State of the City: Officials discuss upcoming projects

By Sean Flynn  Newport Daily News staff writer | Posted Mar 30, 2019 at 6:19 PM > Updated Mar 30, 2019 at 6:19 PM (Link to story)

Left to Right - City Manager Joe Nicholson, Mayor Jamie Bova, and Council Vice President Susan Taylor - March 28, 2019 - Photo Credit - Chip Leakas
Left to Right – City Manager Joe Nicholson, Mayor Jamie Bova, and Council Vice President Susan Taylor – March 28, 2019 – Photo Credit – Chip Leakas

At an event held at City Hall, topics covered included the Pell Bridge ramps redesign, the former Newport Grand property and the Naval Hospital land.

NEWPORT — Major projects pending in the city’s near future — from the redesign of the Pell Bridge ramps to free up land for an Innovation District, to the redevelopment of Newport Grand, to the creation of a new use at the Naval Hospital property and a new waterfront park there — were the focus of the State of the City discussion this past week.

Mayor Jamie Bova and City Council Vice Chairwoman Susan Taylor, assisted by City Manager Joseph J. Nicholson Jr., led the presentations at the event sponsored by the Alliance for a Livable Newport, a neighborhood advocacy group, at City Hall Thursday night.

The state Department of Transportation has completed an environmental assessment that details the purposes of the Pell Bridge ramp project, the alternatives analyzed and the project’s impacts.

Taylor said she was in contact with Jody Richards, the state Department of Transportation’s project manager, as recently as Thursday afternoon. Richards told Taylor that the Federal Highway Administration is reviewing the assessment and seven alternative design plans.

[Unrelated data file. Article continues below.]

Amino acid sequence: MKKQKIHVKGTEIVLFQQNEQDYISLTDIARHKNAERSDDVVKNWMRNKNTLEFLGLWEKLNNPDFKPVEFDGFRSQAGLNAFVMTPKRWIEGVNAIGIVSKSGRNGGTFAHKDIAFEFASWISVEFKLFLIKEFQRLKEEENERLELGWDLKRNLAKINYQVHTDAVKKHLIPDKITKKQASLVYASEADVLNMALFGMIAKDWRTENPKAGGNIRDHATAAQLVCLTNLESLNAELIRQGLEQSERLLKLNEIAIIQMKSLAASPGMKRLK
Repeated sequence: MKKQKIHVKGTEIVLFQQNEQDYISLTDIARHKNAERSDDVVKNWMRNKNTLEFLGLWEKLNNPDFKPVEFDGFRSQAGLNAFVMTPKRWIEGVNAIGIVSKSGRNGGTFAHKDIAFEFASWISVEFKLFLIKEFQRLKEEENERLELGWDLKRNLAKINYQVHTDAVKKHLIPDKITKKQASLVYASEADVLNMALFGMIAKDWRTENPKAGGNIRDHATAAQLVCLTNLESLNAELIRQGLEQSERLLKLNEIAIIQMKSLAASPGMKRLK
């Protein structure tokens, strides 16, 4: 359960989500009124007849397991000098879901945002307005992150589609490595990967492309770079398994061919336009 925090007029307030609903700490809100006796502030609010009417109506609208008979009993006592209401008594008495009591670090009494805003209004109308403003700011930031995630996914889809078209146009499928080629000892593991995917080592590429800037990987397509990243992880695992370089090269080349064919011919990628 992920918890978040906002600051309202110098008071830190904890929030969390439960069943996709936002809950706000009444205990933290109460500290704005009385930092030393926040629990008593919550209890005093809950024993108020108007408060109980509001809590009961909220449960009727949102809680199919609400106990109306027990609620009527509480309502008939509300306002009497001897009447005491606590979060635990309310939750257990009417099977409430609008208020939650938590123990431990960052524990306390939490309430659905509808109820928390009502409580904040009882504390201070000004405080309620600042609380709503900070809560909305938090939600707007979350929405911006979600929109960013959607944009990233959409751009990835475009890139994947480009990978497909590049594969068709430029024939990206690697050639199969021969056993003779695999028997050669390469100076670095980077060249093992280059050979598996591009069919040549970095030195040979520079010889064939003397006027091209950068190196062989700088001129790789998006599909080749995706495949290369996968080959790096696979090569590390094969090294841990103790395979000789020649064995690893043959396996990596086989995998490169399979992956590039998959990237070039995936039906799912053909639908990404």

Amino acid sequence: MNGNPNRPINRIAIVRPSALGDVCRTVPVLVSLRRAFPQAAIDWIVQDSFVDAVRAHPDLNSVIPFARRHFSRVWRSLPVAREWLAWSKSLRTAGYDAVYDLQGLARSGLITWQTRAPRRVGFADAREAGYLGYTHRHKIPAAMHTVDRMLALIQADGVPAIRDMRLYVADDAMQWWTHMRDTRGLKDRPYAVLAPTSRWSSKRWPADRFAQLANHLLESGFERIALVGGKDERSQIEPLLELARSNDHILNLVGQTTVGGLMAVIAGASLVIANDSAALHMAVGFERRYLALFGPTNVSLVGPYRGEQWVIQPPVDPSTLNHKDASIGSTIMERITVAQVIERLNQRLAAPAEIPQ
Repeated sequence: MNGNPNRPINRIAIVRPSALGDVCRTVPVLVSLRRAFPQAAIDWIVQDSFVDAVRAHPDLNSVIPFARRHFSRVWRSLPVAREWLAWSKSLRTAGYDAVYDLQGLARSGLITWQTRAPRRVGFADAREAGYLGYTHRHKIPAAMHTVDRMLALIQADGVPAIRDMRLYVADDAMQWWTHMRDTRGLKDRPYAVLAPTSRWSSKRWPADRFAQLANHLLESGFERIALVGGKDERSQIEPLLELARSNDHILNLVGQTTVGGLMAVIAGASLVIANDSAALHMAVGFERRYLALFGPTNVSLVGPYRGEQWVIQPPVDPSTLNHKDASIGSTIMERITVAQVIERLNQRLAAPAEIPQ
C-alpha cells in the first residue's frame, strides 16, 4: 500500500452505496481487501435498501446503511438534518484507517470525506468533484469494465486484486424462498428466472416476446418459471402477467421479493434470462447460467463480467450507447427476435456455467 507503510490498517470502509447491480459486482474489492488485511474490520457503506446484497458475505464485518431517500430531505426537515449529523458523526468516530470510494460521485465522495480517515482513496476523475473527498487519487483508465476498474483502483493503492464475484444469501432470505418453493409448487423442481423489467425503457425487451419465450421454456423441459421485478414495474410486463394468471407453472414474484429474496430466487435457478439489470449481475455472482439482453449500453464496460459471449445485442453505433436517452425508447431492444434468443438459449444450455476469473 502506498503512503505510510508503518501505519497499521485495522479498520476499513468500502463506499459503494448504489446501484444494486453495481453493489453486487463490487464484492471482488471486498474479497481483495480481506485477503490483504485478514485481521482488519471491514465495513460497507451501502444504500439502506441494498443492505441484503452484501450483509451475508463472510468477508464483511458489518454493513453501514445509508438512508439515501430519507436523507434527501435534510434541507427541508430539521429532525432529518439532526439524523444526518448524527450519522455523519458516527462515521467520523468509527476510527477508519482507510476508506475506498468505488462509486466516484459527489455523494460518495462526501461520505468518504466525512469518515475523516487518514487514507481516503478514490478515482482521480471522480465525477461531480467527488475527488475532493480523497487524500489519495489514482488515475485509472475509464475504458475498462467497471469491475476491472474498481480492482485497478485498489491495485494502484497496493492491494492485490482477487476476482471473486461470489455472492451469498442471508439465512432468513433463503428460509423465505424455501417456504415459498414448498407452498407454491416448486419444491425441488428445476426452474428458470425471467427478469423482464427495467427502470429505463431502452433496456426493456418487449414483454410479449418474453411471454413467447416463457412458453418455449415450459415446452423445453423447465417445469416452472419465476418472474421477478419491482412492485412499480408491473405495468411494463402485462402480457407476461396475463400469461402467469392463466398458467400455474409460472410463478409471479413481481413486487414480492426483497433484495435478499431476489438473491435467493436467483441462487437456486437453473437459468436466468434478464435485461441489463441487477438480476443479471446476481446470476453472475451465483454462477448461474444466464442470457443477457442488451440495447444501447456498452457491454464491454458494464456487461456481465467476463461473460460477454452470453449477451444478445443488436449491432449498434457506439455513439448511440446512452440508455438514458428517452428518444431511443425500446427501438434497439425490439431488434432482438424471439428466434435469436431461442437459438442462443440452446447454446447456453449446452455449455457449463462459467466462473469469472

“RIDOT has a favorite plan, but they are keeping it close to the vest,” Taylor said.

Of the total budget for the project, 80 percent will be funded by the federal government and 20 percent by the state, so the federal agency has a lot of say in the matter. Once the Federal Highway Administration approves the assessment and a plan, there will be another public process and review of the targeted plan before RIDOT engineers begin the final design, Taylor said.

“They are planning to go out for bids in the fall of 2020,” she said.

“When it’s done, we will have space to continue building a new economy and make it so that it is good for our residents in the neighborhood,” Bova said.

Taylor pointed out the city is within an arc formed by marine science research centers at the University of Rhode Island and the Woods Hole Oceanographic Institution on Cape Cod, Massachusetts.

Rising seas and other effects of climate change will be at the forefront of research at these and other institutions, and marine-related technologies and necessary changes in infrastructure will be developed by commercial firms as a result of this research. City officials want Newport to be able to tap into this.

“We have incredible resources in this region,” Taylor said.

Nicholson has been calling it the “blue economy,” she said, and the city will be exploring possibilities that could be developed in the freed-up acreage near the bridge.